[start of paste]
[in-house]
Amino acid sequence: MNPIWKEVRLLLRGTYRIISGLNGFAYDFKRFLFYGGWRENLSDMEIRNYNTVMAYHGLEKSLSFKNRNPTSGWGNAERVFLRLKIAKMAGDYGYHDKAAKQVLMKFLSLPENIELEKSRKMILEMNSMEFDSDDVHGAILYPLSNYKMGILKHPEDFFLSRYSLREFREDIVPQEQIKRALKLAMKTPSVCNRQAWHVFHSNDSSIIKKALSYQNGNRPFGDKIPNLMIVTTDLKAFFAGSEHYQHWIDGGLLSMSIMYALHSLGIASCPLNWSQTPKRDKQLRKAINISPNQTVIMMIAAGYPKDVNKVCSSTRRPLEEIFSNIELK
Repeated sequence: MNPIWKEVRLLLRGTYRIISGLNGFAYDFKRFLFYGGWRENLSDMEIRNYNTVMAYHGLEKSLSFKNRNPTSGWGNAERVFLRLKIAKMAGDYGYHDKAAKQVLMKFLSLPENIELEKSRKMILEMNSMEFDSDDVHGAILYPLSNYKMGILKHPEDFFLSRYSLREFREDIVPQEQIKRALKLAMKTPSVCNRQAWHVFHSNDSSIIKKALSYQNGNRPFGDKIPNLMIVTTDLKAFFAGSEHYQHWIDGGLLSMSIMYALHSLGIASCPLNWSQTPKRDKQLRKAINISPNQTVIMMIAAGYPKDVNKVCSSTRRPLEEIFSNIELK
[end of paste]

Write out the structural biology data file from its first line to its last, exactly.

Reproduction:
[in-house]
Amino acid sequence: MNPIWKEVRLLLRGTYRIISGLNGFAYDFKRFLFYGGWRENLSDMEIRNYNTVMAYHGLEKSLSFKNRNPTSGWGNAERVFLRLKIAKMAGDYGYHDKAAKQVLMKFLSLPENIELEKSRKMILEMNSMEFDSDDVHGAILYPLSNYKMGILKHPEDFFLSRYSLREFREDIVPQEQIKRALKLAMKTPSVCNRQAWHVFHSNDSSIIKKALSYQNGNRPFGDKIPNLMIVTTDLKAFFAGSEHYQHWIDGGLLSMSIMYALHSLGIASCPLNWSQTPKRDKQLRKAINISPNQTVIMMIAAGYPKDVNKVCSSTRRPLEEIFSNIELK
Repeated sequence: MNPIWKEVRLLLRGTYRIISGLNGFAYDFKRFLFYGGWRENLSDMEIRNYNTVMAYHGLEKSLSFKNRNPTSGWGNAERVFLRLKIAKMAGDYGYHDKAAKQVLMKFLSLPENIELEKSRKMILEMNSMEFDSDDVHGAILYPLSNYKMGILKHPEDFFLSRYSLREFREDIVPQEQIKRALKLAMKTPSVCNRQAWHVFHSNDSSIIKKALSYQNGNRPFGDKIPNLMIVTTDLKAFFAGSEHYQHWIDGGLLSMSIMYALHSLGIASCPLNWSQTPKRDKQLRKAINISPNQTVIMMIAAGYPKDVNKVCSSTRRPLEEIFSNIELK